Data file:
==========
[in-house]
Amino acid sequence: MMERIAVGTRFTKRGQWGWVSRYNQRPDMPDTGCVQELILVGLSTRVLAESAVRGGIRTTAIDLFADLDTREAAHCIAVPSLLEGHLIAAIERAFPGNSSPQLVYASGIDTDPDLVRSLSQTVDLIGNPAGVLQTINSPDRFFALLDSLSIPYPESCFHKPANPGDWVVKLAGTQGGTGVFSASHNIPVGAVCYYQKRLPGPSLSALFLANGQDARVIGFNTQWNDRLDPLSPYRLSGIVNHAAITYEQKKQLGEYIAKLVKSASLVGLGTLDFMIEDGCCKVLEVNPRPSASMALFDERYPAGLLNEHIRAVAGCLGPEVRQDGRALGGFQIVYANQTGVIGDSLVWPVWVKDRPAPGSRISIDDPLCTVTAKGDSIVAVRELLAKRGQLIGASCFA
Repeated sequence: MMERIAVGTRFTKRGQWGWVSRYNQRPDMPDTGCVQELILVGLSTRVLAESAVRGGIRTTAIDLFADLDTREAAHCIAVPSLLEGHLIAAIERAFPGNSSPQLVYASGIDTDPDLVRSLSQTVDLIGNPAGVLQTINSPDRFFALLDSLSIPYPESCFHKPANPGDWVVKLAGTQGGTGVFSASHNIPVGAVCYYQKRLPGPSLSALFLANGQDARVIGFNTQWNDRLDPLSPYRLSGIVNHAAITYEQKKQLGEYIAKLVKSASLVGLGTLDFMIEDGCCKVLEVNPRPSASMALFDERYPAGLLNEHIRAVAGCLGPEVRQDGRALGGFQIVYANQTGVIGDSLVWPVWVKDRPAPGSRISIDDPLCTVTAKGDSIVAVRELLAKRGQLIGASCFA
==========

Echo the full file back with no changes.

[in-house]
Amino acid sequence: MMERIAVGTRFTKRGQWGWVSRYNQRPDMPDTGCVQELILVGLSTRVLAESAVRGGIRTTAIDLFADLDTREAAHCIAVPSLLEGHLIAAIERAFPGNSSPQLVYASGIDTDPDLVRSLSQTVDLIGNPAGVLQTINSPDRFFALLDSLSIPYPESCFHKPANPGDWVVKLAGTQGGTGVFSASHNIPVGAVCYYQKRLPGPSLSALFLANGQDARVIGFNTQWNDRLDPLSPYRLSGIVNHAAITYEQKKQLGEYIAKLVKSASLVGLGTLDFMIEDGCCKVLEVNPRPSASMALFDERYPAGLLNEHIRAVAGCLGPEVRQDGRALGGFQIVYANQTGVIGDSLVWPVWVKDRPAPGSRISIDDPLCTVTAKGDSIVAVRELLAKRGQLIGASCFA
Repeated sequence: MMERIAVGTRFTKRGQWGWVSRYNQRPDMPDTGCVQELILVGLSTRVLAESAVRGGIRTTAIDLFADLDTREAAHCIAVPSLLEGHLIAAIERAFPGNSSPQLVYASGIDTDPDLVRSLSQTVDLIGNPAGVLQTINSPDRFFALLDSLSIPYPESCFHKPANPGDWVVKLAGTQGGTGVFSASHNIPVGAVCYYQKRLPGPSLSALFLANGQDARVIGFNTQWNDRLDPLSPYRLSGIVNHAAITYEQKKQLGEYIAKLVKSASLVGLGTLDFMIEDGCCKVLEVNPRPSASMALFDERYPAGLLNEHIRAVAGCLGPEVRQDGRALGGFQIVYANQTGVIGDSLVWPVWVKDRPAPGSRISIDDPLCTVTAKGDSIVAVRELLAKRGQLIGASCFA